Michigan jobless rate drops

Michigan's seasonally adjusted unemployment rate has fallen four-tenths of a point to 8.4 percent in the latest month as the workforce shrank while more held jobs.
AP Wire
Jan 23, 2014

The state Department of Technology, Management & Budget announced the December job figure Wednesday. It followed a 0.2-point drop in November.

Nationally, the seasonally adjusted unemployment rate fell 0.3 percent in December to 6.7 percent.

Michigan's jobless rate is down by a half-percent from one year earlier.

The state agency said Michigan's seasonally adjusted civilian workforce fell by 13,000 in the latest month to 4.694 million from November to December. It said the number of people working rose by 7,000 to 4.3 million.

The state said total employment in Michigan is up by 73,000 since December 2012.

Jobs report: http://1.usa.gov/1hkjUx0

Comments

Say no to new taxes

If you believe these numbers I've got a bridge over the Grand River I'd like to sell you.

bigdeal

I would never believe their false numbers, but I am interested in that bridge. If I buy it, I might just shut it down for a few days.

LessThanAmused

LOL! Do it! I'd suggest the Thursday thru Sunday of Coast Guard Festival week!

Former Grandhavenite

I don't see any reason to think the numbers are wrong. The unemployment rate has dropped nationwide for the past several years, so it would be odd if it didn't move downward in Michigan as well. Quite a few governmental and private organizations with completely different political viewpoints and funding sources have found the same thing.

The absolute numbers are inaccurate in the sense that they only reflect the labor force (people employed or actively looking for a job), and don't take into account "discouraged workers" who aren't actively looking. They've always measured it that way though, in good times and bad, so I've got to believe the movement relative to previous measures is real.

jlebrasseur

I am actively looking for a job (20 or so resumes sent out each week), yet I am not considered unemployed by the government because my 20 weeks of state unemployment ran out.

The numbers are badly skewed, and mark my words, next time they will show a massive drop as congress let EUC expire.

I'm guessing the true unemployment rate is at least 18-20%.

Former Grandhavenite

Sorry to hear the job search isn't going well.

There are quite a few different ways the government measures the unemployment rate, and for most of them you WOULD accurately be counted as unemployed. The unemployment numbers that the federal government releases on the first Friday of every month are the main ones that move the market, and that the other measures indirectly rely on. Those are based on a random sample to see whether people have jobs, or are looking for work, are they available to start now, etc. It doesn't have anything to do with whether someone's getting unemployment, etc.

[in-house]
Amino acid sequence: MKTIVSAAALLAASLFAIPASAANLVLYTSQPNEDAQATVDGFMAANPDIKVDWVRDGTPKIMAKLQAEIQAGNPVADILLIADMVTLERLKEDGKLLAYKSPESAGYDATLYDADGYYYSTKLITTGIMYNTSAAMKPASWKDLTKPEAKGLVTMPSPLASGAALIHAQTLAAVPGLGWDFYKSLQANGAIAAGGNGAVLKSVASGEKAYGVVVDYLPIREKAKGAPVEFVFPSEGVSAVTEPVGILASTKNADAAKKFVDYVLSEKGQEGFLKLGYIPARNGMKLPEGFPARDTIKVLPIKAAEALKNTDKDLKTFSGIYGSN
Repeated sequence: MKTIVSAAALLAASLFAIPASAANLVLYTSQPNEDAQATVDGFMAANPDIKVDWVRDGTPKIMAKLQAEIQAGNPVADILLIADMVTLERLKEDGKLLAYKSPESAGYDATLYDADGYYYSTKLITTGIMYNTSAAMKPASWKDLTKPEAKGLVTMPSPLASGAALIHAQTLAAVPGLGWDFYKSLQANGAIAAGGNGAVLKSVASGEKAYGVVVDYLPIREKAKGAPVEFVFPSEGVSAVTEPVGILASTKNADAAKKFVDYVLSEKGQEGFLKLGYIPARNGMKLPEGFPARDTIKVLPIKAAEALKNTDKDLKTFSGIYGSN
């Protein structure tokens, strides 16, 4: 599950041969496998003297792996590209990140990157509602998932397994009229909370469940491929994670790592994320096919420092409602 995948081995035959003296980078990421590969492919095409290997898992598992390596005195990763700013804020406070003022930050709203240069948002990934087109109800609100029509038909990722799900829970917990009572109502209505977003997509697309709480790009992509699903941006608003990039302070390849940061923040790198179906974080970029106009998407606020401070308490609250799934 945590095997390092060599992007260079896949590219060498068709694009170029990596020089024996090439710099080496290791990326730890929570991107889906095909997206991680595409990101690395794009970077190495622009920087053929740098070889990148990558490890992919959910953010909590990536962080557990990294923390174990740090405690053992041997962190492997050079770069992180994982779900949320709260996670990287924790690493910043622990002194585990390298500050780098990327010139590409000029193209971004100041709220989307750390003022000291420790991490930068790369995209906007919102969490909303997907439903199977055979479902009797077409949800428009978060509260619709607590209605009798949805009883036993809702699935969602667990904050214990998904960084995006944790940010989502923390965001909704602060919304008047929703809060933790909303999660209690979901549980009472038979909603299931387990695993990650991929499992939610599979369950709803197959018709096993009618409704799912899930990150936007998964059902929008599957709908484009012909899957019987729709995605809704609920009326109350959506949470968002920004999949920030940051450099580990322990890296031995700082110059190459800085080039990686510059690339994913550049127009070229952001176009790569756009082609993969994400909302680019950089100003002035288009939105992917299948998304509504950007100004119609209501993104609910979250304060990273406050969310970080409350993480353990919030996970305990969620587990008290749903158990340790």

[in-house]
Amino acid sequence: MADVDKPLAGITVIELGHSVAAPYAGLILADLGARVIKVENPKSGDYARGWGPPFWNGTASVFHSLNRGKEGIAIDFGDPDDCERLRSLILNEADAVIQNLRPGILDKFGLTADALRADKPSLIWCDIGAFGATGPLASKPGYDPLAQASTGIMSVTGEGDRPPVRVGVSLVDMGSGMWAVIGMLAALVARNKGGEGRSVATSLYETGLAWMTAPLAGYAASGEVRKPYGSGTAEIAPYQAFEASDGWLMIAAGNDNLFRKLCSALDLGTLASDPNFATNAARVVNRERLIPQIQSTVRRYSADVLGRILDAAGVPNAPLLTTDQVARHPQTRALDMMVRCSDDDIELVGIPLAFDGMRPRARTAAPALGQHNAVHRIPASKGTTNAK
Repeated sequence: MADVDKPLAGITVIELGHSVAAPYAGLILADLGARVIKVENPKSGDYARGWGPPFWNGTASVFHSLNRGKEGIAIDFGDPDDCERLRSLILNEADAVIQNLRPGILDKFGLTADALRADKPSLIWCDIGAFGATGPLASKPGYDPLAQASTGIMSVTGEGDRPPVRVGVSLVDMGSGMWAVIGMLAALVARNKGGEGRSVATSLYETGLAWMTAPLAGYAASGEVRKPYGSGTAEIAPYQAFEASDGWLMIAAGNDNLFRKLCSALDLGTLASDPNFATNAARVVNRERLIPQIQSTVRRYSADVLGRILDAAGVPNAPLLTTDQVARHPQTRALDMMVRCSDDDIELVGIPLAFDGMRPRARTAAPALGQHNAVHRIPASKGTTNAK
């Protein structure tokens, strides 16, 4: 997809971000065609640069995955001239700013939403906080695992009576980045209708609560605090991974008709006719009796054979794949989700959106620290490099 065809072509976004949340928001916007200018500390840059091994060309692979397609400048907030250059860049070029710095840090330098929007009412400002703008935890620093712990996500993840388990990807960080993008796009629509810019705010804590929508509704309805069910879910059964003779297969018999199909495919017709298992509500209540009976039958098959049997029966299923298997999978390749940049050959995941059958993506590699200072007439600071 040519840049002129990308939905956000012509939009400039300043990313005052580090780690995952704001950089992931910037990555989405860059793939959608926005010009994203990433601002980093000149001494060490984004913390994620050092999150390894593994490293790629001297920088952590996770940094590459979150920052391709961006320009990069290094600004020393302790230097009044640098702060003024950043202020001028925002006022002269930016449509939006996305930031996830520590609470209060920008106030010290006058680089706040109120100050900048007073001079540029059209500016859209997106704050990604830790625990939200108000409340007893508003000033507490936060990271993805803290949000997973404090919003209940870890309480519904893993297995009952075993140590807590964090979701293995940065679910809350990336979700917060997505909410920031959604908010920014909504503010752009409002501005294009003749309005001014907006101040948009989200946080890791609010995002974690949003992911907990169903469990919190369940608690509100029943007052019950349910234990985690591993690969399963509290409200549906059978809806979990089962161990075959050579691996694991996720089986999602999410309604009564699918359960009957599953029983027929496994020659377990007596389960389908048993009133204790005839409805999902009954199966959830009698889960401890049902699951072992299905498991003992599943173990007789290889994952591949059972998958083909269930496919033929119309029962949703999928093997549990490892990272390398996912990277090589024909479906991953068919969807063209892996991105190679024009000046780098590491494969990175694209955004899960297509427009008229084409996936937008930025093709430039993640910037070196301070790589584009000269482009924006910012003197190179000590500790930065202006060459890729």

You're right in saying that the 'true' unemployment rate is higher, and that's largely because people who have given up looking for work aren't counted as unemployed. Probably more detail than you wanted! I'm a labor statistician/economist so I work with the reports they release a bunch.

truthhurts

damn that snyder for turning michigan around

bigdeal

turning MI around?? In 47th place (3 from last) out of 50 best states for business. Areas that hurt Michigan's rating included business cost (the state ranked no. 38), labor supply (no. 48), economic climate (no. 47) and growth prospects (no. 47). Michigan is the only state in the U.S. to have seen its population decline over the past five years. http://www.forbes.com/places/mi/
Michigan is 49th in unemployment rankings. Out of 50 states. Do you have any links that really show where Dicky has turned anything economic around in this state, or are you also just blowing your smoke like others on this forum?

Tri-cities realist

With one of the highest unemployment rates, how can Michigan be ranked 48th in labor supply? That doesn't make sense, unless they are saying our labor force isn't "qualified" for the available jobs. Not a trick question, I'm just wondering how this can be.

Former Grandhavenite

You're right- they're essentially saying the Michigan labor force isn't well qualified for jobs. This takes into account a few factors, but the biggest reason for Michigan's low ranking is the low rate of graduate, undergrad, and community college graduation. Fewer people go to college, and of those who do, fewer graduate in whatever reference time period they're using for each level of education.

As recently as the early 90's, Michigan was ranked 13th according to one article I found, but it's declined since. The decline has been steady throughout the Engler, Granholm, and Snyder administrations. In my opinion if anyone is most to blame, it's John Engler since he started the whole trend of cutting state funding for education and making it more dependent on sales tax revenue. In the short term it probably helped the economy, but in the long term it cut the legs out from under the state.

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